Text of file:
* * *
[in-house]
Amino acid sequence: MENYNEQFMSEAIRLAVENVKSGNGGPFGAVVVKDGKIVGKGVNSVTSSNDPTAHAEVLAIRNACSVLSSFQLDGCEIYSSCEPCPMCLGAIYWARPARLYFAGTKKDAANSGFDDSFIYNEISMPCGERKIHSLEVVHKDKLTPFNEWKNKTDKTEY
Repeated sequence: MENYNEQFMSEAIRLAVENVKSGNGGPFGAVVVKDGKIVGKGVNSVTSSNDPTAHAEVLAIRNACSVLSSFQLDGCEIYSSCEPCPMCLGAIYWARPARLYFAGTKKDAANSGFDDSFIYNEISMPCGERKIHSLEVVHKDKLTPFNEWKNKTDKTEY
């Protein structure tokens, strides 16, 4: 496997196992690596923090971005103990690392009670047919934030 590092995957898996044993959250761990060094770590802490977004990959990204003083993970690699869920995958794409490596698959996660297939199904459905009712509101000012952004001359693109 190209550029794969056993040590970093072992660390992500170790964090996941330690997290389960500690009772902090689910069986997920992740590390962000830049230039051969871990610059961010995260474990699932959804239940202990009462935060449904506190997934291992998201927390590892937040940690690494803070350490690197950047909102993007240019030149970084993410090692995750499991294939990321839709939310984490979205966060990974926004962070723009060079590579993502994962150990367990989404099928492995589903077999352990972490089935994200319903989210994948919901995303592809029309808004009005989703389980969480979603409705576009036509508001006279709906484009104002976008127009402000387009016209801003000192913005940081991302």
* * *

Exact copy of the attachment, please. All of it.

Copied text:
[in-house]
Amino acid sequence: MENYNEQFMSEAIRLAVENVKSGNGGPFGAVVVKDGKIVGKGVNSVTSSNDPTAHAEVLAIRNACSVLSSFQLDGCEIYSSCEPCPMCLGAIYWARPARLYFAGTKKDAANSGFDDSFIYNEISMPCGERKIHSLEVVHKDKLTPFNEWKNKTDKTEY
Repeated sequence: MENYNEQFMSEAIRLAVENVKSGNGGPFGAVVVKDGKIVGKGVNSVTSSNDPTAHAEVLAIRNACSVLSSFQLDGCEIYSSCEPCPMCLGAIYWARPARLYFAGTKKDAANSGFDDSFIYNEISMPCGERKIHSLEVVHKDKLTPFNEWKNKTDKTEY
């Protein structure tokens, strides 16, 4: 496997196992690596923090971005103990690392009670047919934030 590092995957898996044993959250761990060094770590802490977004990959990204003083993970690699869920995958794409490596698959996660297939199904459905009712509101000012952004001359693109 190209550029794969056993040590970093072992660390992500170790964090996941330690997290389960500690009772902090689910069986997920992740590390962000830049230039051969871990610059961010995260474990699932959804239940202990009462935060449904506190997934291992998201927390590892937040940690690494803070350490690197950047909102993007240019030149970084993410090692995750499991294939990321839709939310984490979205966060990974926004962070723009060079590579993502994962150990367990989404099928492995589903077999352990972490089935994200319903989210994948919901995303592809029309808004009005989703389980969480979603409705576009036509508001006279709906484009104002976008127009402000387009016209801003000192913005940081991302």